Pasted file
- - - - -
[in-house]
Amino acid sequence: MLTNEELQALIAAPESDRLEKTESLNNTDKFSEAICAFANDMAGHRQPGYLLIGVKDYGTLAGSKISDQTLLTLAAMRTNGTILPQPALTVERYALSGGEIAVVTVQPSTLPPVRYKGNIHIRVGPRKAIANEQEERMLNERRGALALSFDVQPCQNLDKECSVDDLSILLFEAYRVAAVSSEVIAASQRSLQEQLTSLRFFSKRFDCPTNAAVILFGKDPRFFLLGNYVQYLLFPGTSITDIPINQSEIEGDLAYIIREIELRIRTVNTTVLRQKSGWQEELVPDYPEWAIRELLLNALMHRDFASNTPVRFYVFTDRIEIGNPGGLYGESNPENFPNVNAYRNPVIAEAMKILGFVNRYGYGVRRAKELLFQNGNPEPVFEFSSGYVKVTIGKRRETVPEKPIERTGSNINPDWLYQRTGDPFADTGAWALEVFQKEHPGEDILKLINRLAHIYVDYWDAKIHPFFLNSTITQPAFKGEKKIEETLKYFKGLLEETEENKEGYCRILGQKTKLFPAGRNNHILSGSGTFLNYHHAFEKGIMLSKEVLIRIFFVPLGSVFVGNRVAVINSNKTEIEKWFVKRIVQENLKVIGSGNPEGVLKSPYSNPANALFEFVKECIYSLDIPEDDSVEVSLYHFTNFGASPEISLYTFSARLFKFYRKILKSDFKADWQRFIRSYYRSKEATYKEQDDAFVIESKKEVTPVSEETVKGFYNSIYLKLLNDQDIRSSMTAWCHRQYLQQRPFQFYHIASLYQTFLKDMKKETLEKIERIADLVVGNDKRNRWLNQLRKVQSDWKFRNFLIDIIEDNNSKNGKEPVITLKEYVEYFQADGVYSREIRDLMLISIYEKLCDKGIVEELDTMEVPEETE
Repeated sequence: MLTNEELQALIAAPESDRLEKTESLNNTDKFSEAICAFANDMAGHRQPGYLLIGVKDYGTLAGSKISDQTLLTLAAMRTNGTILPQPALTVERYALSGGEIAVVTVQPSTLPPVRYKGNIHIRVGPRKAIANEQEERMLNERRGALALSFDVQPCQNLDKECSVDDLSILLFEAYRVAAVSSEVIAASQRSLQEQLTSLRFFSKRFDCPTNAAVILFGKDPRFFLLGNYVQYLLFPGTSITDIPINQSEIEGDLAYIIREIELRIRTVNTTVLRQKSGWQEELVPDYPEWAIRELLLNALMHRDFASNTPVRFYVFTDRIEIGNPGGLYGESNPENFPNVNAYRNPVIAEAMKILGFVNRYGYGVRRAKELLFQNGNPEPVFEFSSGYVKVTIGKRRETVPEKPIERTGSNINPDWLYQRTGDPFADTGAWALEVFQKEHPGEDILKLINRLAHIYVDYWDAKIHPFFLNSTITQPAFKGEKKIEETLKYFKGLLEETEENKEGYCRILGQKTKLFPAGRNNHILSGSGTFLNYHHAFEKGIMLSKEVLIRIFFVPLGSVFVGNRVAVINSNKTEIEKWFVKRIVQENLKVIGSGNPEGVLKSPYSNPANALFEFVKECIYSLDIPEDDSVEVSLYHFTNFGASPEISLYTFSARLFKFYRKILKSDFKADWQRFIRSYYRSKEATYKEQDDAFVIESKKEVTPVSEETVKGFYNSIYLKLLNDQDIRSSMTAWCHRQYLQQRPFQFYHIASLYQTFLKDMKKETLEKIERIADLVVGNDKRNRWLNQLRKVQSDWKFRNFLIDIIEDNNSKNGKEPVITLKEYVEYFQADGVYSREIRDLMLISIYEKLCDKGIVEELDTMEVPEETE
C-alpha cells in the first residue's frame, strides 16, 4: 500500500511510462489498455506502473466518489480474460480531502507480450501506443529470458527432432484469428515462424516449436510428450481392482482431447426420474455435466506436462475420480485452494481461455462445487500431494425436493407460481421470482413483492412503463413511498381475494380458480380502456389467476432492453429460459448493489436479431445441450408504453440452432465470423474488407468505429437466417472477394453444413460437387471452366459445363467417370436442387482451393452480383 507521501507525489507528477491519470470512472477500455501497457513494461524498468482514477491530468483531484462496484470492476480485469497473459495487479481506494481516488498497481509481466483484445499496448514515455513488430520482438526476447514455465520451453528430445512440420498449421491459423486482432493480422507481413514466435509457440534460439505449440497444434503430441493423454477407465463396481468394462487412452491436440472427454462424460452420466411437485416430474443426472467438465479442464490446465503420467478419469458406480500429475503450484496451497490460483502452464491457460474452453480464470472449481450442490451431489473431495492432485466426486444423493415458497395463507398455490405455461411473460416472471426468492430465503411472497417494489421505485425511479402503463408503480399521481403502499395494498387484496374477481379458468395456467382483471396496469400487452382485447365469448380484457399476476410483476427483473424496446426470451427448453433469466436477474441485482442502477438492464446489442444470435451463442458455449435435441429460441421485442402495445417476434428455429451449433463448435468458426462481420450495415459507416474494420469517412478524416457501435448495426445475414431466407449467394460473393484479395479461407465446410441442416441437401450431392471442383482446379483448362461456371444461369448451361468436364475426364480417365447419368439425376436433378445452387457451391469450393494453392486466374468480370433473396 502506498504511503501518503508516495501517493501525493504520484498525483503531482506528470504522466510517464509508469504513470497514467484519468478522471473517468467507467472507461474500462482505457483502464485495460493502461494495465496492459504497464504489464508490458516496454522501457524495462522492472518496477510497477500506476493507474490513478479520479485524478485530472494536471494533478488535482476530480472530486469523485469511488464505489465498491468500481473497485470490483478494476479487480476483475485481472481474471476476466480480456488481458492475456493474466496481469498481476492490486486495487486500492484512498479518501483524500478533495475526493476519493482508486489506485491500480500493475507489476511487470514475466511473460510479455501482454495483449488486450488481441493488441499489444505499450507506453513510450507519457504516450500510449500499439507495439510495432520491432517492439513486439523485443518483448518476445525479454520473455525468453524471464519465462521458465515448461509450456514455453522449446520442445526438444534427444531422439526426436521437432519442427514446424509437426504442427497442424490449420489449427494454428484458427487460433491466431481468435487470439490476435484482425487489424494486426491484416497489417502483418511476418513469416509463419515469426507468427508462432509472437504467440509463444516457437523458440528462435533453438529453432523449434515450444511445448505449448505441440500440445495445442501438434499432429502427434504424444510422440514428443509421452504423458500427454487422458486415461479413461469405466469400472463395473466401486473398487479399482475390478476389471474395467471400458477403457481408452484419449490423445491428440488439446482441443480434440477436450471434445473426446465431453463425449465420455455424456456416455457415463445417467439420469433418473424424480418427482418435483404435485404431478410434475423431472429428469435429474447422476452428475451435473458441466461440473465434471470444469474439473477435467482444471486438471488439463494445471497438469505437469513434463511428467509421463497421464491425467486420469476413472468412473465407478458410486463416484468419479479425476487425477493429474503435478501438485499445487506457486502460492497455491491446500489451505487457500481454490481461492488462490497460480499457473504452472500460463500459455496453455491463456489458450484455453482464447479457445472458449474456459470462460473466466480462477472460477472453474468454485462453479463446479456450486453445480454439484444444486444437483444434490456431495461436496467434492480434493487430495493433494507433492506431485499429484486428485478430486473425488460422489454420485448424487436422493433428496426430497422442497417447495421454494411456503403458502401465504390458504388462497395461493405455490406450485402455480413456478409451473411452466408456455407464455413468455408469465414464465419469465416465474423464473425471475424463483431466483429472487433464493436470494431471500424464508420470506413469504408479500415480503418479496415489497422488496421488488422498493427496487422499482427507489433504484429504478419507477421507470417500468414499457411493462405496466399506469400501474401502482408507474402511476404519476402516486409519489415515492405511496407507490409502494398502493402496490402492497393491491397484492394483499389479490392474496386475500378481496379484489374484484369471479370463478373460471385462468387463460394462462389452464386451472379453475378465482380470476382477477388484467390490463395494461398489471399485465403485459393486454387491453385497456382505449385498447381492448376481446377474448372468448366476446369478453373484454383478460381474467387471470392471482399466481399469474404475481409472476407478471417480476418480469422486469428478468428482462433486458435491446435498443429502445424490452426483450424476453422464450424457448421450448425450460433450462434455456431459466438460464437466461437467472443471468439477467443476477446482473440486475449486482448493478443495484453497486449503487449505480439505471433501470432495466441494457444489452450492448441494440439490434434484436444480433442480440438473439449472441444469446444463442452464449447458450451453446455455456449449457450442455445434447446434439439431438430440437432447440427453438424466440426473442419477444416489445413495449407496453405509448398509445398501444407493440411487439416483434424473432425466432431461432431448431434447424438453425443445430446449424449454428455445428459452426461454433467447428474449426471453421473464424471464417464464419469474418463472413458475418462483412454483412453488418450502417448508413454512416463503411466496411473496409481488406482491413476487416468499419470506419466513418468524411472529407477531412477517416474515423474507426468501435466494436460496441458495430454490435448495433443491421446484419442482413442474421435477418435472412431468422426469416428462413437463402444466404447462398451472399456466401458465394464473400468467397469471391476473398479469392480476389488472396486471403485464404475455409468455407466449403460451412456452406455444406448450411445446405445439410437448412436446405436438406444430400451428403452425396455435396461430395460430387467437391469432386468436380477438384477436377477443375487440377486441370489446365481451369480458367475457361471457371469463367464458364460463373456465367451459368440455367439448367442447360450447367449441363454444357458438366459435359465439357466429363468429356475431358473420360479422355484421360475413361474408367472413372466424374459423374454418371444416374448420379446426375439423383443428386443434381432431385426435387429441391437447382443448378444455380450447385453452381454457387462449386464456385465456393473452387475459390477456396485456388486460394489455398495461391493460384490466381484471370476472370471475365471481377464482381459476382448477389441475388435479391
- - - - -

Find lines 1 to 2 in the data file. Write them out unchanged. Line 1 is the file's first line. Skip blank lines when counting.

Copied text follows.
[in-house]
Amino acid sequence: MLTNEELQALIAAPESDRLEKTESLNNTDKFSEAICAFANDMAGHRQPGYLLIGVKDYGTLAGSKISDQTLLTLAAMRTNGTILPQPALTVERYALSGGEIAVVTVQPSTLPPVRYKGNIHIRVGPRKAIANEQEERMLNERRGALALSFDVQPCQNLDKECSVDDLSILLFEAYRVAAVSSEVIAASQRSLQEQLTSLRFFSKRFDCPTNAAVILFGKDPRFFLLGNYVQYLLFPGTSITDIPINQSEIEGDLAYIIREIELRIRTVNTTVLRQKSGWQEELVPDYPEWAIRELLLNALMHRDFASNTPVRFYVFTDRIEIGNPGGLYGESNPENFPNVNAYRNPVIAEAMKILGFVNRYGYGVRRAKELLFQNGNPEPVFEFSSGYVKVTIGKRRETVPEKPIERTGSNINPDWLYQRTGDPFADTGAWALEVFQKEHPGEDILKLINRLAHIYVDYWDAKIHPFFLNSTITQPAFKGEKKIEETLKYFKGLLEETEENKEGYCRILGQKTKLFPAGRNNHILSGSGTFLNYHHAFEKGIMLSKEVLIRIFFVPLGSVFVGNRVAVINSNKTEIEKWFVKRIVQENLKVIGSGNPEGVLKSPYSNPANALFEFVKECIYSLDIPEDDSVEVSLYHFTNFGASPEISLYTFSARLFKFYRKILKSDFKADWQRFIRSYYRSKEATYKEQDDAFVIESKKEVTPVSEETVKGFYNSIYLKLLNDQDIRSSMTAWCHRQYLQQRPFQFYHIASLYQTFLKDMKKETLEKIERIADLVVGNDKRNRWLNQLRKVQSDWKFRNFLIDIIEDNNSKNGKEPVITLKEYVEYFQADGVYSREIRDLMLISIYEKLCDKGIVEELDTMEVPEETE